More than Duniya Vijay, the three-hour duration is the major villain of this Gopichand Malineni directorial
Last Updated: 06.19 AM, Jan 15, 2023
Jai a.k.a Jai Simha Reddy (Balakrishna) is an automobile store owner in Istanbul, who’s a pillar of strength in his mother Meenakshi’s (Honey Rose) life. He meets a wannabe singer Isha (Shruti Haasan) at a pub and despite initial friction, love blossoms between the two. Just as Jai and Isha get ready to tie the knot, Meenakshi informs him about her past and the legacy of his father Veera Simha Reddy (Balakrishna), something she’s hidden from him all along. What prompts Jai’s return to India?
Director Gopichand Malineni, who teams up with Balakrishna for Veera Simha Reddy, has an ominous task at hand to make a compelling successor to the star’s previous film, a career-defining hit Akhanda. Amidst huge expectations and the pressure of sustaining the star’s momentum, the filmmaker chooses an emotional sibling drama to drive the proceedings. While the story, set within the five-songs, six-fights formula, is compelling, it takes its own sweet time to gain steam.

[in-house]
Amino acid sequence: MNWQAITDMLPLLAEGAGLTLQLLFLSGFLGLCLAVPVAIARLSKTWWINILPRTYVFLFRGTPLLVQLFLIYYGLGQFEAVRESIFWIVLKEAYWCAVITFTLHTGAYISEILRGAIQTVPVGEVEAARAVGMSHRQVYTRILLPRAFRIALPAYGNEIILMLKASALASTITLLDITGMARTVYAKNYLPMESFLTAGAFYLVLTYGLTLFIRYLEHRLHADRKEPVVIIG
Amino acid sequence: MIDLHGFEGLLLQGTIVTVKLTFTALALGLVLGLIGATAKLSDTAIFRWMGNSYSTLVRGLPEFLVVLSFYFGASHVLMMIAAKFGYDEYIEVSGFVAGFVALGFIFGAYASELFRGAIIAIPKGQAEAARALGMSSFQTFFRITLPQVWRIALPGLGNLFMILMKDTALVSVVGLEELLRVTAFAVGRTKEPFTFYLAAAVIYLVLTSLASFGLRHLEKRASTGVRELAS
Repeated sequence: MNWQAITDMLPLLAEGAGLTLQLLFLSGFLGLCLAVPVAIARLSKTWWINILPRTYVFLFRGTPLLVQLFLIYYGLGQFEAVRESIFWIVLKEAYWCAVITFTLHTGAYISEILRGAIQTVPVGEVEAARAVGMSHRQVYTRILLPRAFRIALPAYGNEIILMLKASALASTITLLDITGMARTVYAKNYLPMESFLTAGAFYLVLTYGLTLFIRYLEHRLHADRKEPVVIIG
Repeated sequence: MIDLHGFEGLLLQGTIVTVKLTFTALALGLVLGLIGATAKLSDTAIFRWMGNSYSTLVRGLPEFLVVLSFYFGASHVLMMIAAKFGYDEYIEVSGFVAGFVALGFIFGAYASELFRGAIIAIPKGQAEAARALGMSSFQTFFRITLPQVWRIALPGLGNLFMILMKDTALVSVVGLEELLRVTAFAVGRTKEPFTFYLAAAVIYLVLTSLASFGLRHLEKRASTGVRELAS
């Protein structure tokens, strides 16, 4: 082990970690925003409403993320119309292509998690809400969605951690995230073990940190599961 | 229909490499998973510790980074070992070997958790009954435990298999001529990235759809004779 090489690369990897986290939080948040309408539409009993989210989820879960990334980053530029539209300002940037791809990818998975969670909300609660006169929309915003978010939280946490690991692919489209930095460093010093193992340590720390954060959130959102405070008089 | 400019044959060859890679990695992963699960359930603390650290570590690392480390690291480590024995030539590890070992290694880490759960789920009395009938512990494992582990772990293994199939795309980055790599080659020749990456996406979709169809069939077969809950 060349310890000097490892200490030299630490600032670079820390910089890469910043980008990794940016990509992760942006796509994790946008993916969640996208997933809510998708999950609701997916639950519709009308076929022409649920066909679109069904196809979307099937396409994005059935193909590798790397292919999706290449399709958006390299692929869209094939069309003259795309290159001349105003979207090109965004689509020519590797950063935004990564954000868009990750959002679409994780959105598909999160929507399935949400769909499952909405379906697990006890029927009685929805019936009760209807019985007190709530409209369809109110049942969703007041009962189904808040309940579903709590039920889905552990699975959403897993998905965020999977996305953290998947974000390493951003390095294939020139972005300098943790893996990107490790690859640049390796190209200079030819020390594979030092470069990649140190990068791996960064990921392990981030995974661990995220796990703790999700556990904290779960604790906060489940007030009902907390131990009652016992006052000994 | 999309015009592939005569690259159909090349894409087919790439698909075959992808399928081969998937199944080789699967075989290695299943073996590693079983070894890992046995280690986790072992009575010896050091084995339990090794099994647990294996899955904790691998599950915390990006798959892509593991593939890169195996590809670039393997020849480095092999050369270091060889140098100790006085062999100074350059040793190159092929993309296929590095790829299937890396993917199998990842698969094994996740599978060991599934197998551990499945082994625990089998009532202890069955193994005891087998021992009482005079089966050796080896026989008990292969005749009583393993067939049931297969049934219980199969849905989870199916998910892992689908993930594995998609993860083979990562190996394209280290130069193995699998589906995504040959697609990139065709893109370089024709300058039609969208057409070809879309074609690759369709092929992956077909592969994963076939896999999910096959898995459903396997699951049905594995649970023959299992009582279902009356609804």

Gopichand doesn’t deviate from the tropes of most Balakrishna films in the recent past. The star gets a double role as a father and a son - he’s a responsible village messiah and a carefree son too. Both the women in their lives swear by him. The pre-intermission portions mostly lay a foundation for an old-fashioned ‘sentimental’ flashback. The son takes over from where his father leaves, vanquishes the baddies and safeguards his loved ones, only to be hailed as a beacon of hope for the village.